The Boston Celtics’ bench was unable to close out Wednesday’s 122-117 win over Brooklyn, but don’t look for head coach Brad Stevens to make any significant changes tonight.
“I felt pretty good about those rotations last night,” Stevens told reporters prior to tonight’sgame against Chicago. “For forty minutes, we rotated well.”
After a relatively close first quarter, it was Boston’s second unit that gave Boston its first double-digit lead of the night and led by as many as 13 points.
But it wasn’t their scoring that jumped out to Stevens.
“The second unit came in and provided probably our best defensive sequence of the game, start of the second quarter and played really well until the end,” Stevens said.
Stevens played a total of 10 players against the Nets – all playing in the first half - and will likely have a similar number of Celtics on the floor tonight against the Bulls.
It will be interesting to see what the Celtics do rotation-wise when Marcus Smart (left ankle sprain) and Kelly Olynk (right shoulder) are back on the active roster.
Smart recently confirmed an earlier CSNNE.com report that the left ankle injury he suffered in the Celtics’ final preseason game against the New York Knicks, would keep him out for a couple of weeks.
In addition to missing the season opener against Brooklyn, Smart is likely to miss another three games.
Olynyk, who had offseason surgery in May, has been cleared for contact but is not expected to be back on the floor until the middle of next month.
“Until our other guys get back,” Stevens said. “There will be similar rotations.”
In an expansive profile on The Ringer.com, ESPN’s Chris Mortensen says he and his wife were subjected to death threats because of Mortensen’s Deflategate coverage.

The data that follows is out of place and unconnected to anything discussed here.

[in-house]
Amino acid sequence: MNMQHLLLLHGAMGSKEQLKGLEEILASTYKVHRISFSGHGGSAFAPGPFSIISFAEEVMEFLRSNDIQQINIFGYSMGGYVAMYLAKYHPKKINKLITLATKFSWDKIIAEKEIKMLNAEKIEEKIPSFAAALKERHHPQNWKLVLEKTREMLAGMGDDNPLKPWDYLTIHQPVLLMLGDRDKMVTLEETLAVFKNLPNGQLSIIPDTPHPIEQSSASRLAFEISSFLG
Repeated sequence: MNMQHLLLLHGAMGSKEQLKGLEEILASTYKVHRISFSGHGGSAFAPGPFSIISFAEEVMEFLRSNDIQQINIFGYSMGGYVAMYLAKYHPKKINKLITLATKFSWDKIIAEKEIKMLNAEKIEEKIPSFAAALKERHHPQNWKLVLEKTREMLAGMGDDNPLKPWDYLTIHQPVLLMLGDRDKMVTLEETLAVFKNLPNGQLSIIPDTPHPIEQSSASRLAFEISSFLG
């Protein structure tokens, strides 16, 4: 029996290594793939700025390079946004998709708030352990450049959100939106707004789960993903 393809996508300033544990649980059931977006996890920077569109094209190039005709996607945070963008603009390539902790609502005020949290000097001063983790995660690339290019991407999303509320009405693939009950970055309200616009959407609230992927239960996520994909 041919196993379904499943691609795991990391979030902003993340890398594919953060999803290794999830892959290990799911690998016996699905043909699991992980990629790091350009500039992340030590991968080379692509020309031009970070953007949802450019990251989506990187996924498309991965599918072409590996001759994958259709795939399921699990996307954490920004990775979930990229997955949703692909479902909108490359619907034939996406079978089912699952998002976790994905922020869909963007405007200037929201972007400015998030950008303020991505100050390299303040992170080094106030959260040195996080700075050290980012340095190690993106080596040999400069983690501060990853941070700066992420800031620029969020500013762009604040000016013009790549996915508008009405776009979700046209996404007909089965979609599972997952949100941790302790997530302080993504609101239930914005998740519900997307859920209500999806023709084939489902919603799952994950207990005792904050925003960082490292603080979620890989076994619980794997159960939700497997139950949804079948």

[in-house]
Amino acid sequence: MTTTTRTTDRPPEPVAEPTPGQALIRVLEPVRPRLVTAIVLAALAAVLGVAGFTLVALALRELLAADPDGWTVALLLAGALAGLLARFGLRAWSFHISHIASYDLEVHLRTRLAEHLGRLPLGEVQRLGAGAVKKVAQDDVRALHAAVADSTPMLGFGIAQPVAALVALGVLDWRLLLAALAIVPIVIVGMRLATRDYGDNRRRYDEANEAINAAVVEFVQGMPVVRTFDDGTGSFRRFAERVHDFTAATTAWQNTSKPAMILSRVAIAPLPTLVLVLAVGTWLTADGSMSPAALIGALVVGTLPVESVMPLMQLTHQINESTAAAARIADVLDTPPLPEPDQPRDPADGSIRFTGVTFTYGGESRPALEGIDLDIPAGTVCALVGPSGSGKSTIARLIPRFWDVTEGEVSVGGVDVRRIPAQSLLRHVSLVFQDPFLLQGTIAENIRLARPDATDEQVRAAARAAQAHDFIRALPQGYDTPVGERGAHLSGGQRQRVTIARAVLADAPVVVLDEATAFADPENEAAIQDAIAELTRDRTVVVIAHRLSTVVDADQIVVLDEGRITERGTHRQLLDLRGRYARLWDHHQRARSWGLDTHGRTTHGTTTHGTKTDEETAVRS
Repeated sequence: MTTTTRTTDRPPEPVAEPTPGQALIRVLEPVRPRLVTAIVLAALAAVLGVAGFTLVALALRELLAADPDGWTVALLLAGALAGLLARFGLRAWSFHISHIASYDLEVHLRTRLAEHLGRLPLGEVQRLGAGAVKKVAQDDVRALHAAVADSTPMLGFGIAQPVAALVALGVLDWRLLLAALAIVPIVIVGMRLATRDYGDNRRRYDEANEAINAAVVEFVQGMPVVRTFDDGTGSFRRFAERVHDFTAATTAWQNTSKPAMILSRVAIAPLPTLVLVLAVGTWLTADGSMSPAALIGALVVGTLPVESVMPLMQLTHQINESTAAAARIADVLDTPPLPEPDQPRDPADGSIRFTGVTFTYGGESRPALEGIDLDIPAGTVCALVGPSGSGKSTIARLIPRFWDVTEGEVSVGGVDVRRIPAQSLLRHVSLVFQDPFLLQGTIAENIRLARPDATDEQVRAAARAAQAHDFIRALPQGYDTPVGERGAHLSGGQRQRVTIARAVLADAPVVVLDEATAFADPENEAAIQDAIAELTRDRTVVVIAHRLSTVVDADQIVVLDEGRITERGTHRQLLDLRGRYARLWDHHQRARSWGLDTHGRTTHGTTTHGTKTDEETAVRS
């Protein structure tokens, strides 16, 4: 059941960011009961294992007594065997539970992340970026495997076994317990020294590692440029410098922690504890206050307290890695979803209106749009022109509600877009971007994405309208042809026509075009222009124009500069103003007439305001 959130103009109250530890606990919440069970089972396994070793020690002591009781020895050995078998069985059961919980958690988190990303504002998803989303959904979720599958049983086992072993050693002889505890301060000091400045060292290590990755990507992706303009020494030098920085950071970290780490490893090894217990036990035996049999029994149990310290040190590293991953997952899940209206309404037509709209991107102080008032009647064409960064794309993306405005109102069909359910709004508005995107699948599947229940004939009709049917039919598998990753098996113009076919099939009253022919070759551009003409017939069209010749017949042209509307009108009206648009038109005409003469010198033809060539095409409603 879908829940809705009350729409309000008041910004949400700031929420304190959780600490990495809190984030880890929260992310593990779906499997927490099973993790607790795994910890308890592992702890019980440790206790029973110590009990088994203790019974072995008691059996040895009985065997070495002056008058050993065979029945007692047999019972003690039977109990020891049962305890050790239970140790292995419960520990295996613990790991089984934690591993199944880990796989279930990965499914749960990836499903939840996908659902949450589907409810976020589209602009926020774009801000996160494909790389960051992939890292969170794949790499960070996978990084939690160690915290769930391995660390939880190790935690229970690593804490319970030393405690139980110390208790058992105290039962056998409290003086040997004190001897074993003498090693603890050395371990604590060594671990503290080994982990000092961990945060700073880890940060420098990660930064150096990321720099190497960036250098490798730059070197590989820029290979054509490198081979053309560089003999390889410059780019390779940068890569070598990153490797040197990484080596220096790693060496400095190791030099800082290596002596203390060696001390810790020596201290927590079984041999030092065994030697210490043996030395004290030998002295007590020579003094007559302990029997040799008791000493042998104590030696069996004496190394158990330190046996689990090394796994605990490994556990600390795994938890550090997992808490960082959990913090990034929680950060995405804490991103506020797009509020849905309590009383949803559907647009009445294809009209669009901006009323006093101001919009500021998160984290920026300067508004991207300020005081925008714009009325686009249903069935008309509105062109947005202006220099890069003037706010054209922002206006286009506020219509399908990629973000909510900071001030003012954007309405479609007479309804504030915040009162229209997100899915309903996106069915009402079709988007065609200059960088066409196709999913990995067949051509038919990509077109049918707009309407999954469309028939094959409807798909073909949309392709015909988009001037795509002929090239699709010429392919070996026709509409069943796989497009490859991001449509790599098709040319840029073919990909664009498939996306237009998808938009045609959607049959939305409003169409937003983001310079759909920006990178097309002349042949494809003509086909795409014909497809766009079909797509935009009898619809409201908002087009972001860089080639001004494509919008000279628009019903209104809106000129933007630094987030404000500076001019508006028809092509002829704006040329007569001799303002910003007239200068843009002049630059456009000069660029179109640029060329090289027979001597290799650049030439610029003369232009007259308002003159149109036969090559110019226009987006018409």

After the Patriots’ AFC Championship Game victory in January 2015, Mortensen tweeted information he said he received from a source that has long since been proven incorrect. The info - that 11 of 12 Patriots footballs in the game were underinflated by 2 pounds - remained uncorrected on Twitter and in an ESPN.com story for more than six months.
The controversy over Mortensen’s reporting drew the ire of Patriots fans, many of whom blamed the tweet and his story for fanning the flames of what eventually led to a four-game suspension for Tom Brady and a $1 million fine and loss of draft picks for the Patriots.
Mortensen, who has subsequently undergone treatment for cancer, told The Ringer’s Bryan Curtis that the threats led him to tell his wife Micki that he didn’t want her traveling with him from their home in Arkansas to Bristol, Connecticut when he did studio work for ESPN.
“What bothered me is we’re in an era where if your wife goes onto social media, she basically reads that they want you to die,” Mortensen said. “Even after I got cancer, I got some death wishes.”
More from the Ringer story:
“My job is to protect her,” he said. When Mort himself came to Bristol, he behaved like someone who was living under a public threat. He went straight from the ESPN studio to his home, avoiding restaurants and rarely appearing in public.
Mortensen said after his initial tweet, a second source, with whom he had a better relationship, told him to used a broader description of the footballs, i.e. call them “significantly underinflated.” Mortensen now acknowledges that information should have given him pause.
“That should have raised the journalist in me to a higher level,” he told the Ringer. “I’ve got to ask some more questions here. What are we talking about, 2 pounds under? But, no, I got to get on TV.”